1913-1917 For a list of the models and prices of Petrol Motor Commercial Vehicles see the 1917 Red Book

1914 Engineers, shipbuilders and motor manufacturers. Specialities: marine and mechanical engineering; torpedo craft and launches for river or sea service, propelled by either steam or oil engines; motor boats, motors, motor cars and wagons for heavy transport. Employees 4,000 to 5,000. [6]

Post-WWI: Awarded £4000 by the Royal Commission on Awards to Inventors for the depth charges and bomb throwers[7]

1926 Received an order for twenty-three of their 'A1' type six-wheeled vehicles and a 'Hathi' tractor for use in the Sudan. Eighteen of the vehicles are to be fitted with platform bodies and to have two-wheeled trailer attachments to carry 20-cwt loads. The 'Hathi' tractor is to be capable of crossing gullies with vertical banks 3ft. in height, of exerting a steady draw-bar pull of 9000lb. of hauling a 10-ton trailer load up a gradient of 1 in 10 at 7 miles per hour, and of travelling through soft sand.[8]

1926 Thornycroft Donaldson director of Thornycroft, who has been for a number of years in charge of the engineering side of the firm's Southampton works, has now been appointed general manager.[9]

1948 The vehicle making side of the company was put into a wholly-owned subsidiary Transport Equipment (Thornycroft) to prevent confusion with the shipbuilding side of the Thornycroft company (later to become Vosper Thornycroft).

1961 Works at Woolston Works, Southampton. Parent of eight subsidiaries. Employ 7,000 persons. The yard focused on making passenger/car ferries during the 60s along with tugs, motor launches and ferries. The Woolston yard then entered a period of modernisation with new equipment and buildings being built.

1961 Ship and boat building, ship and boat repairs, marine and industrial engineering. Shipbuilding includes: destroyers, frigates, minesweepers and all types of special service craft, also passenger and merchant vessels to 6,500 gross tons, tugs, ferries, shallow draft craft, motor and auxiliary yachts, fast and medium speed commercial and pleasure launches of wood, steel and glass fibre construction. 7,000 employees. [10]

1966 the company was taken over by Vosper and Co. The combined warship building facilities were renamed Vosper Thornycroft in 1970.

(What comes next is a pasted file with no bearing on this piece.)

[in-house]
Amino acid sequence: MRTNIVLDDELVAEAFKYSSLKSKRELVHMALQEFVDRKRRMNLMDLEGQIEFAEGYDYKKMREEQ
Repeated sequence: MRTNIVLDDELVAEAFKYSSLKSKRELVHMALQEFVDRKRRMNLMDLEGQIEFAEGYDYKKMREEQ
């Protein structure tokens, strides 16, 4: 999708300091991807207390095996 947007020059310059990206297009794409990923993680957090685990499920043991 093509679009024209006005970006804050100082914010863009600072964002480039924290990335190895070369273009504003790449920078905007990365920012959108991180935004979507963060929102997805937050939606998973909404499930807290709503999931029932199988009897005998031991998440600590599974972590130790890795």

1972 the new company purchased the Southampton repair yard of Harland and Wolff and continued making destroyers.

1977 The Woolston yard was nationalised in July 1977 and started making glass-reinforced plastic mine-hunters of the "Brecon" class.

1980s The yard continued winning orders for mine-hunters (for Saudi Arabia) and fast strike craft for Oman. The Vosper-Thornycroft yards returned to private ownership in 1986.

1990s The Omani Government made a further order for two corvettes armed with Exocet missiles. The yard continues to supply military hardware today under the VT Group name.

See Also


Sources of Information

  1. The Stock Exchange Year Book 1908
  2. Manchester Courier and Lancashire General Advertiser - Thursday 24 August 1905
  3. Automotor Journal 1908/02/22
  4. Automotor Journal 1908/02/29
  5. Automotor Journal 1908/03/07
  6. 1914 Whitakers Red Book
  7. The Times, Jan 13, 1925
  8. The Engineer 1926/07/16
  9. The Engineer 1926/08/06
  10. 1961 Dun and Bradstreet KBE
  • British Lorries 1900-1992 by S. W. Stevens-Stratten. Pub. Ian Allen Publishing
  • [1] Wikipedia
  • [2] Wikipedia
  • Buses and Trolleybuses before 1919 by David Kaye. Published 1972
  • The Engineer of 22nd October 1920 p400
  • The Engineer of 13th July 1900 p31
  • [3] Wikipedia
  • British Shipbuilding Yards. 3 vols by Norman L. Middlemiss
  • The Engineer of 23rd February 1894 p162
  • The Engineer of 31st August 1894 p191
  • The Engineer of 28th December 1894 p568
  • The Engineer of 2nd April 1920 p345
  • 1924 Naval Annual Advert page xix
  • The Modern Diesel edited by Geoffrey Smith. Published by Iliffe & Sons 1944
  • 1891 Post Office London Trades Directory
  • Ian Allan - British Buses Since 1900 - Aldridge and Morris
  • Biography of John Isaac Thornycroft by Alan G. Jamieson, ODNB [4]